August 29, 1999 |
What's the secret to keeping a company vital and successful year after year, decade after decade? Adaptability and resilience, qualities defined by Honeywell and AlliedSignal, two diversified manufacturing giants that are in the process of merging. Wall Street is agog over the companies and the merger, on which shareholders will vote Wednesday. Since the deal was announced June 2, investors have added more than $3 billion to the market value of AlliedSignal and a comparable amount to Honeywell.
June 8, 1999 |
AlliedSignal Inc., the largest maker of flight safety systems, and Honeywell Inc., the largest maker of automated controls, have set an aggressive six-month timetable to merge their operations into a $24-billion industrial giant that makes everything from aircraft landing systems to home thermostats. Honeywell, as the combined company would be called, also is gearing up for more acquisitions in areas as diverse as security access systems and pharmaceutical chemicals.
June 7, 1999 |
AlliedSignal Inc., the No. 1 seller of flight-safety systems, has agreed to buy Honeywell Inc. for $13.8 billion in stock to expand its aerospace business and diversify, a person familiar with the situation said Sunday. AlliedSignal would swap 1.875 share for each share of Honeywell, the world's largest maker of automated controls. AlliedSignal also would assume $1.5 billion in debt. The exchange values Honeywell at $109.
June 5, 1999 |
AlliedSignal Inc. overcharged the military for components bought since 1996--in one instance by more than 200%--because it used flawed pricing data, according to a Pentagon audit. Poor negotiating by the Pentagon also was to blame, according to the draft report by the Pentagon's Inspector General, a copy of which was obtained by Bloomberg News. In all, the military overpaid by $4.9 million, or 18%, what was "fair and reasonable" for $32.
December 10, 1998 |
A federal jury ordered Honeywell Inc. on Wednesday to pay $250 million in damages to Litton Industries Inc. for monopolizing the market in laser gyroscopes used aboard commercial aircraft. If the verdict stands, those damages would triple to $750 million in accord with U.S. antitrust law. The jurors' decision was a stunning victory for Litton, exceeding by $16 million a previous award to the Woodland Hills-based company that was thrown out by the presiding judge in the case two years ago.
July 7, 1998 |
Thousand Oaks-based Amgen Inc. is among 15 stocks Salomon Smith Barney Inc. is betting on to be attractive investments in the coming year. The latest edition of Salomon's "Ten+ Exceptional Names," an annually revised portfolio of stocks, is based on the recommendations of the firm's industry analysts. Last year's list gained 31% through the 12 months ended June 30, beating the 28% price gain for the Standard & Poor's 500-stock index over the same period.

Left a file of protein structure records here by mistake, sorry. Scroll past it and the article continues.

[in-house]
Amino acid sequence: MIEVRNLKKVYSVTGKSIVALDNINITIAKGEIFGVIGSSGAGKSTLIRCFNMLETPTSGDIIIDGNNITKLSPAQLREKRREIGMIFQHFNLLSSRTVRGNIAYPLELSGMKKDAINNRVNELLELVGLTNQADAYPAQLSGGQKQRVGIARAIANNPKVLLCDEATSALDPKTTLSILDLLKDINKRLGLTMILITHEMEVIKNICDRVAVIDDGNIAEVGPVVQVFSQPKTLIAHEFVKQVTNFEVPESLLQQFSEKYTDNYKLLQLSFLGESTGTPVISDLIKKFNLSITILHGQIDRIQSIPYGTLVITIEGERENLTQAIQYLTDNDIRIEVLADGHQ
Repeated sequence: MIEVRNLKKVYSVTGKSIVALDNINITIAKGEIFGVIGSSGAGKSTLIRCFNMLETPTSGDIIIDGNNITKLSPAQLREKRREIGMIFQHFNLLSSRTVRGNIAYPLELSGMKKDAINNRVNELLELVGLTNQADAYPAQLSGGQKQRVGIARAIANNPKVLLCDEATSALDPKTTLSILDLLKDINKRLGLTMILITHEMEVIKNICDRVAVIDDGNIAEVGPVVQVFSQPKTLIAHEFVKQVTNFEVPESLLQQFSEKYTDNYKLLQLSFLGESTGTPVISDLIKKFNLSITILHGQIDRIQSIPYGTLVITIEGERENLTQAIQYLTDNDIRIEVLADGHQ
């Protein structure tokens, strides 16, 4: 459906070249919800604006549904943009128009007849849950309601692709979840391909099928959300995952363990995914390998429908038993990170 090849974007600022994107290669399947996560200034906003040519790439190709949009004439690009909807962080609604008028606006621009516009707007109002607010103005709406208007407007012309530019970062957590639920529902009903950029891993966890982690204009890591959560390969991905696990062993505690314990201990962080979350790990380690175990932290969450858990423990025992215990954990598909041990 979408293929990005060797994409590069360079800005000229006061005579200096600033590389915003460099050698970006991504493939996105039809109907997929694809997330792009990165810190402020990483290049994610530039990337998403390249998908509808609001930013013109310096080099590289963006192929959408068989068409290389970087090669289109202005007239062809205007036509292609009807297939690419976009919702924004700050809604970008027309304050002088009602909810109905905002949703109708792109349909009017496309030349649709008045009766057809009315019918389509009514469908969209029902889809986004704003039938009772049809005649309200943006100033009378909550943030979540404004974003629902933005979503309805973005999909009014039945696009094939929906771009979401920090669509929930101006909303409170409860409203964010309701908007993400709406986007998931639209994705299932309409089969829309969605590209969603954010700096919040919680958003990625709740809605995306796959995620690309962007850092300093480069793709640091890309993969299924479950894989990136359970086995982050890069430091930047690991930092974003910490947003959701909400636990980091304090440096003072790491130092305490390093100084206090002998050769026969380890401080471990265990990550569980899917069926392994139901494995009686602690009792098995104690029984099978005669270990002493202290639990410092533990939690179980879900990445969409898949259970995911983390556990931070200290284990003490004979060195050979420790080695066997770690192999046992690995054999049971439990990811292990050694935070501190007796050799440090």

April 9, 1998 |
A federal appeals court sent back to U.S. District Court a $1.2-billion jury verdict awarded to Litton Industries Inc. in its long-running patent fight with Honeywell Inc. A federal appeals court remanded the case to a trial judge after ruling for Honeywell on some issues and for Litton on others in the complex fight over a process for making mirrors used in aircraft navigation systems.
April 7, 1998 |
Honeywell Inc. agreed to buy Westinghouse Security Electronics Inc., a subsidiary of CBS Corp., for an undisclosed sum, as Honeywell moves to boost sales of its security system controls and CBS focuses on its media and entertainment businesses. The acquisition would give Minneapolis-based Honeywell more products to sell and a larger customer base.
March 12, 1998 |
Honeywell Inc. said Wednesday that it has acquired a Simi Valley-based airfield-lighting manufacturer to bolster its share of the $12-billion market for aircraft-landing equipment. With its acquisition of closely held Hughey & Phillips Inc., the Minneapolis-based avionics giant hopes to provide "one-stop shopping" for airlines and airports looking to enhance current landing procedures with satellite tracking of aircraft, Honeywell Vice President Mike Smith said.
March 18, 1997 |
The U.S. Supreme Court told a federal appeals court to take another look at a high-stakes verdict against Honeywell Inc. in its long-running patent-infringement fight against Woodland Hills-based Litton Industries Inc. Honeywell's appeal centered on a challenge to a patent rule known as the doctrine of equivalents, which lets a patent holder get damages from competitors for products or processes that are similar, but not identical, to patented inventions.